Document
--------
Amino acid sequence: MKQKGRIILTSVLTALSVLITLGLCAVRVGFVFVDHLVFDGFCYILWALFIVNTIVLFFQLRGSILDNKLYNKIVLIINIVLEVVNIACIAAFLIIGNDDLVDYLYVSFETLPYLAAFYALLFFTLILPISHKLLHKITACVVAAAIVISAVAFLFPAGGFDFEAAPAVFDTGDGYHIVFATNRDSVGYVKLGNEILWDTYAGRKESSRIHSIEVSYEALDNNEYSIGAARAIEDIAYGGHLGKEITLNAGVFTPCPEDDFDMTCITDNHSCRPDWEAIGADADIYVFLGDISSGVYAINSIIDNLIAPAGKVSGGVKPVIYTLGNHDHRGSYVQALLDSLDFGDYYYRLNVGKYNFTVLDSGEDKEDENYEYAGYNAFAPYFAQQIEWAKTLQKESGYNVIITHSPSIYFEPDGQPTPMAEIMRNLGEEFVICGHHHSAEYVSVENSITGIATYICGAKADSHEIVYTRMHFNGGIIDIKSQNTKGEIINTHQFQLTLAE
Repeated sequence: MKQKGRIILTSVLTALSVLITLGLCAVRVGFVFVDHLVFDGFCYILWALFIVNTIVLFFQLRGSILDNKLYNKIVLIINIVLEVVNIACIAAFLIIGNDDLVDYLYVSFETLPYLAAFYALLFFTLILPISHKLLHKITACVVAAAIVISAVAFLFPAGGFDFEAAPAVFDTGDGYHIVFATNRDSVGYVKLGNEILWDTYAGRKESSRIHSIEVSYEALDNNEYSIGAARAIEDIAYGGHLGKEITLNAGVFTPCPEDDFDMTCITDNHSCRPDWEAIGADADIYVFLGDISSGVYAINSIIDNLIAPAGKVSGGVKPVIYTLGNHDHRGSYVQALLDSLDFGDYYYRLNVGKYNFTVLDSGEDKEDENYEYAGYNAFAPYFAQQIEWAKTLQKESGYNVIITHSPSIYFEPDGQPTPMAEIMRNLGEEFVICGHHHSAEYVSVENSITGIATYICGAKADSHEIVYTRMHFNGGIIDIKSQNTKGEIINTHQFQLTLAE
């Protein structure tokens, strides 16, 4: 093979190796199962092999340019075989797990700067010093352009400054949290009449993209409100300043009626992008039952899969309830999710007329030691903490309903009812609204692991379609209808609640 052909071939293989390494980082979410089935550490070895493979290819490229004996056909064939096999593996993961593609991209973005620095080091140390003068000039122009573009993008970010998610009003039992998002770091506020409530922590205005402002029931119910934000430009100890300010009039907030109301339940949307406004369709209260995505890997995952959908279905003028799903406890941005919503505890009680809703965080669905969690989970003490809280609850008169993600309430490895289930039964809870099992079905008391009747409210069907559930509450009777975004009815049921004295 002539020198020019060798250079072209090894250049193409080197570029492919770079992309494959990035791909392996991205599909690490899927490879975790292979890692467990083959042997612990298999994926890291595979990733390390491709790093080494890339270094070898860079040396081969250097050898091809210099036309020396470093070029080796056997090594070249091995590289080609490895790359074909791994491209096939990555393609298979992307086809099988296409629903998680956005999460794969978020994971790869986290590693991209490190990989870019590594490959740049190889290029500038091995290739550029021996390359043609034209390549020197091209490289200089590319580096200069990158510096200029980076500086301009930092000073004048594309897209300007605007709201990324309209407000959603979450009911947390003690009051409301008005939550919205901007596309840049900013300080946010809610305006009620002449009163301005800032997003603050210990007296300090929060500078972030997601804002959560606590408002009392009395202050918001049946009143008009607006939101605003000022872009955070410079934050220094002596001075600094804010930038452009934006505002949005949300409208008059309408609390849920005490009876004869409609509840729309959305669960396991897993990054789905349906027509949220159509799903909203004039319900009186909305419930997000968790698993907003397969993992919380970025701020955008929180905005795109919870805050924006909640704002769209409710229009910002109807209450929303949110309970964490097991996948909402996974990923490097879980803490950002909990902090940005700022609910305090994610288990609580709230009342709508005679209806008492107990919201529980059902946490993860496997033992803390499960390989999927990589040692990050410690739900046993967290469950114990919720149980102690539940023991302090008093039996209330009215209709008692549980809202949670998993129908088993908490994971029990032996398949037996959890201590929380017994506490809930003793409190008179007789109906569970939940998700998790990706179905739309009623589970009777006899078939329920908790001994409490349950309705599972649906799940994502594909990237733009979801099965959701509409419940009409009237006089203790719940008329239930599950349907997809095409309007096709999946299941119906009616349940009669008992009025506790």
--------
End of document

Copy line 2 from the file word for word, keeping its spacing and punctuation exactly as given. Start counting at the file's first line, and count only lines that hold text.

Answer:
Repeated sequence: MKQKGRIILTSVLTALSVLITLGLCAVRVGFVFVDHLVFDGFCYILWALFIVNTIVLFFQLRGSILDNKLYNKIVLIINIVLEVVNIACIAAFLIIGNDDLVDYLYVSFETLPYLAAFYALLFFTLILPISHKLLHKITACVVAAAIVISAVAFLFPAGGFDFEAAPAVFDTGDGYHIVFATNRDSVGYVKLGNEILWDTYAGRKESSRIHSIEVSYEALDNNEYSIGAARAIEDIAYGGHLGKEITLNAGVFTPCPEDDFDMTCITDNHSCRPDWEAIGADADIYVFLGDISSGVYAINSIIDNLIAPAGKVSGGVKPVIYTLGNHDHRGSYVQALLDSLDFGDYYYRLNVGKYNFTVLDSGEDKEDENYEYAGYNAFAPYFAQQIEWAKTLQKESGYNVIITHSPSIYFEPDGQPTPMAEIMRNLGEEFVICGHHHSAEYVSVENSITGIATYICGAKADSHEIVYTRMHFNGGIIDIKSQNTKGEIINTHQFQLTLAE